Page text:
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Two Little Boys
- Stories Told by a Young Chinese Monk (13)

7 January 2008

One hot summer day, a little boy visited our monastery with his mother and somehow felt envious of our hairdo (or no-hairdo). Convinced that a clean-shaven head would make him feel cooler in summer, he pestered his mother for shaving his head. When refused, he sat on the floor crying.

Small children are masters at getting what they want through crying. But still, some children never know there is such an easy way of communication, for instance, No Dust.

No Dust’s parents divorced and he was sent to live with his grandma when his mother and step father went to city looking for work. They never returned home, while the grandmother was getting older and weaker by the day. A man running a circus offered to take care of the boy, but a life of wandering from place to place was not what the old lady wished for her grandson. She’d rather to send him to an orphanage, but her request was turned down as the boy wasn’t an orphan. Fearing she might die at any moment and left the boy alone, she finally sought help from our monastery.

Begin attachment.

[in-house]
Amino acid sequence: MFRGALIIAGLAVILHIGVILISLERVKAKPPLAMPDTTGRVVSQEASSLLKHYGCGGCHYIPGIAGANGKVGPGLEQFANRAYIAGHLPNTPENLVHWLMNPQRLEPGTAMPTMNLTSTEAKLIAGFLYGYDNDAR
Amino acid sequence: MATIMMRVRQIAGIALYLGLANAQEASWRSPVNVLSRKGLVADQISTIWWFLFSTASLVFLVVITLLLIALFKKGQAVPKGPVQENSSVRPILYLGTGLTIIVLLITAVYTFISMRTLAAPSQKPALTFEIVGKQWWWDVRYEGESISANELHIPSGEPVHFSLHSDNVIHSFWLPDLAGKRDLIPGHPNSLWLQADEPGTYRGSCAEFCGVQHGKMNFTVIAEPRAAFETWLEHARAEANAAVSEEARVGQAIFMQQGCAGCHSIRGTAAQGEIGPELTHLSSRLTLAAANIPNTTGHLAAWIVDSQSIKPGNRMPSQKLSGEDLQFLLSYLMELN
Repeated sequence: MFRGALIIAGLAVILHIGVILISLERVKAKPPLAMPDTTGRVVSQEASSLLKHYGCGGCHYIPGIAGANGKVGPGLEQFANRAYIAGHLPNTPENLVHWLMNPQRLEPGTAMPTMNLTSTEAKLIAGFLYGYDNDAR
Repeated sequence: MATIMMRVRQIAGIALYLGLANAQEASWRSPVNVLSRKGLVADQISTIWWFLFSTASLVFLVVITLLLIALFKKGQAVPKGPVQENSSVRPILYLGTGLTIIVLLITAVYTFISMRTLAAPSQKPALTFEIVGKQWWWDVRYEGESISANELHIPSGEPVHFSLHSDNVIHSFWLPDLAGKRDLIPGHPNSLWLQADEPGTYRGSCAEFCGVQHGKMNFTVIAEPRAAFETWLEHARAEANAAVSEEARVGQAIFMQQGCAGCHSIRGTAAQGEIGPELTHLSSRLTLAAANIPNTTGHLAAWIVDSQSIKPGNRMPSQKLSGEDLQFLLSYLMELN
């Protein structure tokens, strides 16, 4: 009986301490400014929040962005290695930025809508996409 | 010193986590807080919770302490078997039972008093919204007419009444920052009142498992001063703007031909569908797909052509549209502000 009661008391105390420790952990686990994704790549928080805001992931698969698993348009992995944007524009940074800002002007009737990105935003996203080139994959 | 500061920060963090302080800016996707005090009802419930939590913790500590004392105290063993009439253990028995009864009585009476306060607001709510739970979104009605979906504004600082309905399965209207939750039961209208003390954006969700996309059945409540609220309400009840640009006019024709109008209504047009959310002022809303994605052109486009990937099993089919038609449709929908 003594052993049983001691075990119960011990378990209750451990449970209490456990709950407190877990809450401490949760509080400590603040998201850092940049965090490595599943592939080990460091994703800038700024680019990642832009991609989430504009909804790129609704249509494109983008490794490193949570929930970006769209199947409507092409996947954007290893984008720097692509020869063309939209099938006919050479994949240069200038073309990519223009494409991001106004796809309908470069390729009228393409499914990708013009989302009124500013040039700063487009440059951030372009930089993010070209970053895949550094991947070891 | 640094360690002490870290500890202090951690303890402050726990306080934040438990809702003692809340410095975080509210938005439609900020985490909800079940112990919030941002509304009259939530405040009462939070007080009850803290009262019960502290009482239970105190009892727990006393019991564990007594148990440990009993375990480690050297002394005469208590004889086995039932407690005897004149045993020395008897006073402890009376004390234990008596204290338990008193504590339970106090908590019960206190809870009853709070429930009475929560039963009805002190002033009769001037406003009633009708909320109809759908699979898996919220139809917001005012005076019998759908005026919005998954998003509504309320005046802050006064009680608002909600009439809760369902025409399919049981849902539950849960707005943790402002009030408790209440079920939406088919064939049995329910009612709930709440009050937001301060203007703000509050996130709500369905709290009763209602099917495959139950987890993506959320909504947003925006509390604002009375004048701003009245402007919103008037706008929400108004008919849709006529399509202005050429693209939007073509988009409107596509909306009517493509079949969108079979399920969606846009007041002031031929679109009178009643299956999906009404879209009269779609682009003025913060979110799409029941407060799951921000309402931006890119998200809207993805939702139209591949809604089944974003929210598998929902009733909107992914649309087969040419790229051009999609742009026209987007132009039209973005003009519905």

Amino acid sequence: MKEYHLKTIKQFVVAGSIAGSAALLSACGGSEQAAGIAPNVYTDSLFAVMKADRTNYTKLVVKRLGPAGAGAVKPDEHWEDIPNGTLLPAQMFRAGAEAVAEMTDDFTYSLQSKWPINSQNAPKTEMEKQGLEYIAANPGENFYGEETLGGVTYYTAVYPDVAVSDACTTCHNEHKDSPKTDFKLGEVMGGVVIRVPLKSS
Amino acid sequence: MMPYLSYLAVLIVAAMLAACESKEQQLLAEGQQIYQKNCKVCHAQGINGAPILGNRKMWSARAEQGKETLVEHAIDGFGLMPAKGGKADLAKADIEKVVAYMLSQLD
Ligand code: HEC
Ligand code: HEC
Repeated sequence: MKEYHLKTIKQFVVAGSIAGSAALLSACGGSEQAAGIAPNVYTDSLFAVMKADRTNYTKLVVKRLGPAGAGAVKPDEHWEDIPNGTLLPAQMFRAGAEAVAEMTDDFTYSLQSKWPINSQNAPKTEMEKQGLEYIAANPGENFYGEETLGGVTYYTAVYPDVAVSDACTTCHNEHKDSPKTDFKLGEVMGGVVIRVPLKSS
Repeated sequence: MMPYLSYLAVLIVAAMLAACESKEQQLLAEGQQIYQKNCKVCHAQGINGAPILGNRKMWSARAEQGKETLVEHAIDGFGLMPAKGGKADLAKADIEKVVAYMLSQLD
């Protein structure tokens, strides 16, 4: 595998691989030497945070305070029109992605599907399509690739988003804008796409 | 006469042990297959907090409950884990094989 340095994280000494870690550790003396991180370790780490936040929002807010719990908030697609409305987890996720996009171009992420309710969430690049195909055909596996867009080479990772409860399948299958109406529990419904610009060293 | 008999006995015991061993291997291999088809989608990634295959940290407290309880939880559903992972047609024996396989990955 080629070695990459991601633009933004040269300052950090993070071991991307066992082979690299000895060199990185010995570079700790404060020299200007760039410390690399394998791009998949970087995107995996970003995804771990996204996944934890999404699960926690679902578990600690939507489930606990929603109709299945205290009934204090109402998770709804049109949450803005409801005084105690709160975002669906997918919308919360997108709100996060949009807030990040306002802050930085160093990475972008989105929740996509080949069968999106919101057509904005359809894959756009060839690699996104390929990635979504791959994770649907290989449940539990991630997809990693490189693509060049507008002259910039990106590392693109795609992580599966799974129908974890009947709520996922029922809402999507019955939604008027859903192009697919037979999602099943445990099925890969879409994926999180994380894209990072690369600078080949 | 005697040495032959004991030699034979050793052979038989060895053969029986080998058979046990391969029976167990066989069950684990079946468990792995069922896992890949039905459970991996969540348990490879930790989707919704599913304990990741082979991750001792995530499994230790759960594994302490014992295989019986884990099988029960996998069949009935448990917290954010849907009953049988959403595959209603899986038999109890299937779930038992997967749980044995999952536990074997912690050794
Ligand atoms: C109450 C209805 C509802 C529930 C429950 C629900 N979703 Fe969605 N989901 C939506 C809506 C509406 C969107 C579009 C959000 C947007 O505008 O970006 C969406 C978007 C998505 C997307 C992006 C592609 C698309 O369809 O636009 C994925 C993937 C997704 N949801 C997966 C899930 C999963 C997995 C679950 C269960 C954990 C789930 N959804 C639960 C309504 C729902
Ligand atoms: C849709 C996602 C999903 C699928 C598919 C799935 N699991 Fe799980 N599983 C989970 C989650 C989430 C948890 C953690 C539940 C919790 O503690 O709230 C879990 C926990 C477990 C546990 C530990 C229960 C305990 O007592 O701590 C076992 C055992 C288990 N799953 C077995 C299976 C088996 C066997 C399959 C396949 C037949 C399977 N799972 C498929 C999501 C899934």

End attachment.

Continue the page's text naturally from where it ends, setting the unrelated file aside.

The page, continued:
By then the monastery barely got by on a day to day basis, but after a discussion, the masters agreed to look after the poor boy for the old woman, and gave him a Buddhist name No Dust. That year, the boy was four-year old.

When No Dust just arrived, he seldom spoke, nor did he laugh much. His tiny little heart was anxious within him. From time to time, he would ask me in a small voice, “Will you send me away again?” And I had to keep assuring him that we would not. It took quite a while for this little boy to feel secure about his place in the monastery.

Another little novice No Fool is just a little older than No Dust. And No Fool is full of life. Although he is a mischievous boy, when he is with his little friend, No Fool acts like a big brother, being protective and considerate. Under the cheerful influence of No Fool, No Dust has eventually transformed into a happy little chap.

But the boy who sitting on the floor crying on that hot summer day was not happy. He was grown up in an environment in which he never experienced fear an anxiety; he was yet to realise that the life is never meant to be perfect, and many of our desires and longings are left unsatisfied and unfulfilled. He didn’t know that, so he kept crying until his mother gave in.

On hearing his mother’s consent, the boy broke into a smile through tears, and swiftly left the floor for a bench to station himself under Master Wisdom Forever‘s shaving blade. Soon his little head was free of hair like that of No Dust and No Fool, and the boy gleefully ran to the backyard playing in the sun.

However, it didn’t take much long for the boy to run back to the hall crying again. With a clean shaven head, he felt scorching hot under the sun.

A spoiled boy can never be truly content with his life.

(You can visit Monk No Anger's personal blog to read his original posts in Chinese at "")

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